Another 21,926 Covid cases confirmed, with 936 virus patients in hospital

HSE advises nursing home staff to wear respirator masks when caring for residents

Another 21,926 cases of Covid-19 were confirmed in the State by the Department of Health on Friday.

The department also said there were now 936 Covid-19 patients in the State’s hospitals, 84 of them in ICU.

Healthcare workers caring for residents of nursing homes and other care centres have been advised to wear respirator masks, under new advice from the Health Service Executive.

Hospital Report

New guidelines to take effect from January 17th say healthcare workers should wear a respirator mask such as an FFP2 mask, rather than a disposable surgical mask for all resident-care activity.

They can wear surgical masks when interacting with colleagues in settings other than caring for residents, according to the advice from the HSE’s Health Protection Surveillance Centre (HPSC).

Under a separate change recommended by the HPSC, nursing home or care centre residents who contract Covid and are fully vaccinated, including a booster, will have to self-isolate for 10 days, down from 14 days.

The self-isolation period for vaccinated members of the general public was reduced from 14 days to 10 days last year, but the longer period was kept for residential settings. With the self-isolation period for the public cut further to seven days in the last month, it has now been decided to reduce the period to 10 days in residential settings.

The change also applies to residents who are vaccinated but unable to get a booster shot due to recent infection.

The revised guidelines remove the presumption of protection as a result of previous infection in the absence of a person being vaccinated.

They suggest the use of carbon dioxide monitors to identify areas of poor ventilation. Hepa filters can be effective in reducing concentrations of infectious aerosols in a single space but have not been shown to reduce the risk of Covid-19 infection, the guidelines state.

Antigen tests

Earlier on Friday, the director general of the HSE warnedthat supply lines for antigen tests are “not elastic”, but there are sufficient supplies for the remainder of January and into February.

The portal to register positive antigen tests on the HSE system is hoped to be ready by the end of next week, if not sooner, Paul Reid said, adding that the system for testing and tracing was “very complex” and to modify it to include antigen test results was taking time.

How that information was utilised would be decided by the National Public Health Emergency Team (Nphet), he said. The HSE was relying on the modelling from Nphet in its planning for rising figures, but it did not feel “like we’re at the peak yet”, Mr Reid added.

Speaking on RTÉ radio's Today with Claire Byrne show, the health service chief executive said that in October 20,000 antigen tests were being sent out per week by the HSE, but that was now up to 350,000 per week – with 60,000 being sent every day to people who were symptomatic or close contacts.

His comments came shortly after the chief clinical officer of the HSE said the health service would be in “serious trouble” without the derogation measures allowing asymptomatic, vaccinated staff who are close contacts to return to work.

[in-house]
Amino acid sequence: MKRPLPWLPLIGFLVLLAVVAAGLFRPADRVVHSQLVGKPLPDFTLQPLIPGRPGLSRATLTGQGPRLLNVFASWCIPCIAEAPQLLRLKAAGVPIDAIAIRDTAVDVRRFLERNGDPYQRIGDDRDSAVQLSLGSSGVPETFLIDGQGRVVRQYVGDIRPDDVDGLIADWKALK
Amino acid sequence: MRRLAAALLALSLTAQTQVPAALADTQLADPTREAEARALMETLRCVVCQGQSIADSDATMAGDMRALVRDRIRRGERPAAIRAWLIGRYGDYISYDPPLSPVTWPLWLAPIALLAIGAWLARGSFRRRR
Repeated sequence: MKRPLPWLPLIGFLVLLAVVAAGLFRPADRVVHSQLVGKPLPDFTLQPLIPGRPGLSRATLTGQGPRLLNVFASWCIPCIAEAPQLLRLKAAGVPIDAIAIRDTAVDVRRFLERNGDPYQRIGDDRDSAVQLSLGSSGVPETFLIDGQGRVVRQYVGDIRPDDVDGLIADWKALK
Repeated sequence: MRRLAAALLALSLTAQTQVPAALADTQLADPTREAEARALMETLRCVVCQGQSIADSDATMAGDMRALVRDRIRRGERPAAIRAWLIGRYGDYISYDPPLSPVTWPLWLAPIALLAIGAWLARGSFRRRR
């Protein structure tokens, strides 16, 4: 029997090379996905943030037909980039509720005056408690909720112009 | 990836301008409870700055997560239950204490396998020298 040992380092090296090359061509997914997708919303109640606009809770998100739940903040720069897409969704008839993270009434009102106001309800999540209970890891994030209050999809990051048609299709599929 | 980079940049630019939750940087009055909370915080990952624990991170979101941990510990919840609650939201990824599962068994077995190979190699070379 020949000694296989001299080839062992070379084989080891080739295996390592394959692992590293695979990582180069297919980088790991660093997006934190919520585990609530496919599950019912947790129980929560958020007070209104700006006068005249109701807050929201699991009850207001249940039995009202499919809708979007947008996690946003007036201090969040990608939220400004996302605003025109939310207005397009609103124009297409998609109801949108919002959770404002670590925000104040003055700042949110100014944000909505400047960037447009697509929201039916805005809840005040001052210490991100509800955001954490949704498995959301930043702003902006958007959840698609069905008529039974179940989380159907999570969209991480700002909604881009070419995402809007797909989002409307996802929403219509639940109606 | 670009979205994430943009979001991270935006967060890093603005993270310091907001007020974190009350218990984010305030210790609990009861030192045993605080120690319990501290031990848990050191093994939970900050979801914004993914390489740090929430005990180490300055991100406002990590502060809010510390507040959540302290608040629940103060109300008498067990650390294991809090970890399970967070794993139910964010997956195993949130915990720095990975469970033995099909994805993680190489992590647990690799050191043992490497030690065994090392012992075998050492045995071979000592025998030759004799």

The scale of disruption being experienced by the health service was "unprecedented" and the HSE is trying to protect its services, Dr Colm Henry told Newstalk Breakfast on Friday.

Under the derogation measures, healthcare workers essential to critical services who are identified as close contacts can return to work, with approval from management, if they are asymptomatic and have received a booster vaccine or recovered from Covid infection within three months.

Asymptomatic staff who are fully vaccinated but have not received a booster can return under exceptional circumstances, with approval from the Office of the National Director of Acute Operations or the Office of the National Director of Community Operations.

The situation “from a HSE perspective” was very difficult, Dr Henry said, with a 60 per cent community positivity rate and the fact that 25 per cent of the Covid cases in 2021 were between Christmas and New Year.

Children’s vaccines

Mr Reid also said that issues with high-risk children not getting appointments for their vaccination have been addressed and he apologised for the delay.

Children’s hospitals had begun vaccinating some of these children in December and then the portal to register for all children had opened on December 28th. At this stage the remaining high-risk children had been grouped with those not at risk, he said.

Specific lists have since been drawn up of high-risk children and appointments are being made, Mr Reid added, and he said he is happy with the pace at which children were being registered for the vaccine.

To date 73,000 of the 480,000 eligible had registered. He wanted the campaign for children to roll out in a calm manner, he said, and he fully respected parental concerns and wanted them to avail of all the information available.

On staff shortages in the HSE, chief operating officer Anne O’Connor said staff could not just be redeployed to other areas, but efforts were being made to send them where they were needed most.

The latest official figures, from December 31st, showed that 8,000 health services staff were not at work because they had either tested positive for Covid or were a close contact. That figure was more likely to be 14,000 to 15,000, she told RTÉ radio's Morning Ireland.

This was “very challenging” for the health service – not just hospitals, but also general practices, community services and disability services, Ms O’Connor added.